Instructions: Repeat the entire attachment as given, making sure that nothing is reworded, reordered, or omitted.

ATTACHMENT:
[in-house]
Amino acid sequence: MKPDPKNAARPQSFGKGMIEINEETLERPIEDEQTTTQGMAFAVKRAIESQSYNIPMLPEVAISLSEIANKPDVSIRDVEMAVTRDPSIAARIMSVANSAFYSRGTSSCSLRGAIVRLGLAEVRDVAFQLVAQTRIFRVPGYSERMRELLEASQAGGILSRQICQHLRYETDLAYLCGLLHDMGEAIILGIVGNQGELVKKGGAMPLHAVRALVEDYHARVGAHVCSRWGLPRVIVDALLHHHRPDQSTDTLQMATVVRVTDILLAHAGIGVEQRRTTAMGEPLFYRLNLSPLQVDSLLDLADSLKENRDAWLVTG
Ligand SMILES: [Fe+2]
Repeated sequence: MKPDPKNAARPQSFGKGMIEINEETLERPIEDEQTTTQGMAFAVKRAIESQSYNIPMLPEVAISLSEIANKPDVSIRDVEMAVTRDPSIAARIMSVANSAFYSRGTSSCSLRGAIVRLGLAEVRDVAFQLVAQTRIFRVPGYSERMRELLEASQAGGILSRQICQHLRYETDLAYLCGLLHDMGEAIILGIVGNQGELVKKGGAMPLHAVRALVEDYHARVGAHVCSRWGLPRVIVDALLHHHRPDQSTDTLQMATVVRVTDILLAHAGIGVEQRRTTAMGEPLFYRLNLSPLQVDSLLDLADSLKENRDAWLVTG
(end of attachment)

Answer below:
[in-house]
Amino acid sequence: MKPDPKNAARPQSFGKGMIEINEETLERPIEDEQTTTQGMAFAVKRAIESQSYNIPMLPEVAISLSEIANKPDVSIRDVEMAVTRDPSIAARIMSVANSAFYSRGTSSCSLRGAIVRLGLAEVRDVAFQLVAQTRIFRVPGYSERMRELLEASQAGGILSRQICQHLRYETDLAYLCGLLHDMGEAIILGIVGNQGELVKKGGAMPLHAVRALVEDYHARVGAHVCSRWGLPRVIVDALLHHHRPDQSTDTLQMATVVRVTDILLAHAGIGVEQRRTTAMGEPLFYRLNLSPLQVDSLLDLADSLKENRDAWLVTG
Ligand SMILES: [Fe+2]
Repeated sequence: MKPDPKNAARPQSFGKGMIEINEETLERPIEDEQTTTQGMAFAVKRAIESQSYNIPMLPEVAISLSEIANKPDVSIRDVEMAVTRDPSIAARIMSVANSAFYSRGTSSCSLRGAIVRLGLAEVRDVAFQLVAQTRIFRVPGYSERMRELLEASQAGGILSRQICQHLRYETDLAYLCGLLHDMGEAIILGIVGNQGELVKKGGAMPLHAVRALVEDYHARVGAHVCSRWGLPRVIVDALLHHHRPDQSTDTLQMATVVRVTDILLAHAGIGVEQRRTTAMGEPLFYRLNLSPLQVDSLLDLADSLKENRDAWLVTG